Transporters at Saturday’s meeting at Writers’
Calcutta, Aug. 17: The state government may have persuaded bus operators to cancel their proposed state-wide strike but the transporters rued the administration’s failure to accept their suggestion for a long-term solution in the form of a fare regulatory commission.
The government today gave the transporters an “assurance” about considering a fare hike but ruled out an immediate increase. It made no promises about forming an independent panel to revise the fares at fixed intervals depending on fuel price and the ever-increasing operational costs.
“We have been demanding repeatedly that a regulatory commission be set up with members from the state government and the private transport lobby. We reiterated the demand in our last letter to transport minister Madan Mitra on August 5,” said Tapan Bandopadhyay, joint secretary of the Joint Council of Bus Syndicates, which controls nearly half of Calcutta’s buses.
“If there can be a panel to decide on power tariff hikes and milk prices, why not one on transport?” he asked.
Bus fares were last revised in mid-November last year, when ticket prices were raised by a flat Re 1 in keeping with the chief minister’s policy of not burdening commuters. The paltry hike had shocked operators.
Earlier, the empowered committee of ministers on transport had on November 1 worked out a stage-wise fare structure on the basis of distance, which most bus operators had welcomed as a pragmatic step to address their problems. But within a fortnight, the government changed the structure.
“When the price of bread rises, the government doesn’t show any concern. But when it comes to bus and minibus fares, the government lends its support to the consumer. Why?” asked Abasesh Daw, general secretary of the Minibus Operators Coordination Committee.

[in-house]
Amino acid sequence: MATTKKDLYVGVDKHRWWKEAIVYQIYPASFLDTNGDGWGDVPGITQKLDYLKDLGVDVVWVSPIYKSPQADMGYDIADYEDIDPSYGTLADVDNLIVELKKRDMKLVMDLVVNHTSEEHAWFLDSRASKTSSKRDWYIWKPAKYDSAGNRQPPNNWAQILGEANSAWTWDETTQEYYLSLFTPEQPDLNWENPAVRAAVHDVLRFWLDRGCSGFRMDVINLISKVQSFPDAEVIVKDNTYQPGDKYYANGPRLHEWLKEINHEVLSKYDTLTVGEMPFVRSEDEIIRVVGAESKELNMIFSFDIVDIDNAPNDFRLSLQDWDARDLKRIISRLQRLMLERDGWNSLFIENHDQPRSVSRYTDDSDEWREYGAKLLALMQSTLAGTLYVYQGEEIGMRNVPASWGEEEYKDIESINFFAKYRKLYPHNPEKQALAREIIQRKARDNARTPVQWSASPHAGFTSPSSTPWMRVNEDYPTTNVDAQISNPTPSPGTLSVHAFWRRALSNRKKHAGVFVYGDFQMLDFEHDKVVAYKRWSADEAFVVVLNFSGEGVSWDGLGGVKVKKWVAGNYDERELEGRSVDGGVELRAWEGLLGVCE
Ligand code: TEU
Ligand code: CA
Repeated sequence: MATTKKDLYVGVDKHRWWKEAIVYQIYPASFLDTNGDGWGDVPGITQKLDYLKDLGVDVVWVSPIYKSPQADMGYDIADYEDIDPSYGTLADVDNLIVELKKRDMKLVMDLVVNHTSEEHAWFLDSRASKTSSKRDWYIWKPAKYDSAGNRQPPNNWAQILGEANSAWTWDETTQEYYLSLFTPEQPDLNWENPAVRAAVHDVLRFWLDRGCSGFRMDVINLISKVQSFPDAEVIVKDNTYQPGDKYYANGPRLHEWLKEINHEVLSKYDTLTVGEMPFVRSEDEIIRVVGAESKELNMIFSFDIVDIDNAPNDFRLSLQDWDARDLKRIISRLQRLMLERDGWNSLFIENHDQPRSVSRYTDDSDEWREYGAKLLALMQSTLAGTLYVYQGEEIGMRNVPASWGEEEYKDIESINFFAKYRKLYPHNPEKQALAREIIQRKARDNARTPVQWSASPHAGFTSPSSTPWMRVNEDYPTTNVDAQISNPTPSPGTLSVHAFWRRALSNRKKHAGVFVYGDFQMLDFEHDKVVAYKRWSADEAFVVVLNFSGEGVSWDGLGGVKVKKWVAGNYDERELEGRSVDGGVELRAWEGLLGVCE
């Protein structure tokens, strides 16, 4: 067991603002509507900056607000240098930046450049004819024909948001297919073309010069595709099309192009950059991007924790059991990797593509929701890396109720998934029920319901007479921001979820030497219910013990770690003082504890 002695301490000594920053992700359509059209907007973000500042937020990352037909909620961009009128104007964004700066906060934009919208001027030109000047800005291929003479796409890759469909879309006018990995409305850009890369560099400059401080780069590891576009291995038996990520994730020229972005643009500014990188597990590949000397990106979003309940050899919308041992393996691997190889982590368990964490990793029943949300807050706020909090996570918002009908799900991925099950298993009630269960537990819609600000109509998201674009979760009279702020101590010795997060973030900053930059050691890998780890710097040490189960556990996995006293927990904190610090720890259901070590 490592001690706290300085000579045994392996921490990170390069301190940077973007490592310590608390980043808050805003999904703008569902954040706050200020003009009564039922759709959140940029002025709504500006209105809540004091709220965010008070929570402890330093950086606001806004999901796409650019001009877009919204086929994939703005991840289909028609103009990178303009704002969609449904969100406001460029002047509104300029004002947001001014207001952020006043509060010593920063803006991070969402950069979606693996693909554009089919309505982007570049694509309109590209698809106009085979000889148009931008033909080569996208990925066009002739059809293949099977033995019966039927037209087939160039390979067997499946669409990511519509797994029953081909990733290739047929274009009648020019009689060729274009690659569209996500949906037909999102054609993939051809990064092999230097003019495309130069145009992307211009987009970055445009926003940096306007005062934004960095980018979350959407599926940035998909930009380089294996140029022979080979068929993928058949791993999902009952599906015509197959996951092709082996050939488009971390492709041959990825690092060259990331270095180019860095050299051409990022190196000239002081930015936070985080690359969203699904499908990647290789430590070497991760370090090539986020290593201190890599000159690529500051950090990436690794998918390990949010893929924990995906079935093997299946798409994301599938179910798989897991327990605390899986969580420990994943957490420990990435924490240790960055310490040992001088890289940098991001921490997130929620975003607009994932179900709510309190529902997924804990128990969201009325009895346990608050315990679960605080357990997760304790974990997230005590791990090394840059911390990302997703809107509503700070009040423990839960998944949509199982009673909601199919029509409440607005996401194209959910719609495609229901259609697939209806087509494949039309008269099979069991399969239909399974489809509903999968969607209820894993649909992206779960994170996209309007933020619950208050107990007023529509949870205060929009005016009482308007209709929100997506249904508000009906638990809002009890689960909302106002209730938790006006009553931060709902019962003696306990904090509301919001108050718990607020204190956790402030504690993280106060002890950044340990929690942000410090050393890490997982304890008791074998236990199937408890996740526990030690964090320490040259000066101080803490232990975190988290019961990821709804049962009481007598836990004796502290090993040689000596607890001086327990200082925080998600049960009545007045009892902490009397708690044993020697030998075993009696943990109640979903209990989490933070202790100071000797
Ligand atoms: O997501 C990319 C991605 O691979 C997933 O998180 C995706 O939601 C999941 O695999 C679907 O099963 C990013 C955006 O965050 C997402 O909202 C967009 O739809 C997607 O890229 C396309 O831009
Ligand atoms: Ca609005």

“If a regulatory committee is set up, no one can play politics over fares,” he added.
This time, the bus and minibus operators had been demanding a 60 per cent increase.
Around 37,000 private buses and 7,000 private minibuses ply in Bengal, accounting for 72 per cent of the state’s public transport fleet. It’s the government, however, that controls the fares.
In contrast, an autonomous state undertaking — the Brihanmumbai Electric Supply & Transport Undertaking (BEST) — manages the entire suburban bus transport system in Mumbai which has a fleet of 3,380 buses ferrying 45 lakh commuters on 335 routes.
A 16-member BEST committee takes all the decisions, including fare revisions, based on the economic situation.
A similar approach is followed while fixing power tariff in Mumbai. The Central Electricity Regulatory Commission decides the tariff structure based on models that look into both fixed and variable costs.
“But in our state, there has never been any attempt to align the fares with the operational costs of the bus owners,” said a bus owner in Calcutta who did not wish to be named.
In the mid-1980s, the then Left government had set up a committee on urban transport but it was disbanded within a few years.
In the early 1990s, then transport minister Shyamal Chakraborty had set up a 31-member committee to address the problems of the transport sector but it did not recommend any long-term mechanism to fix bus fares.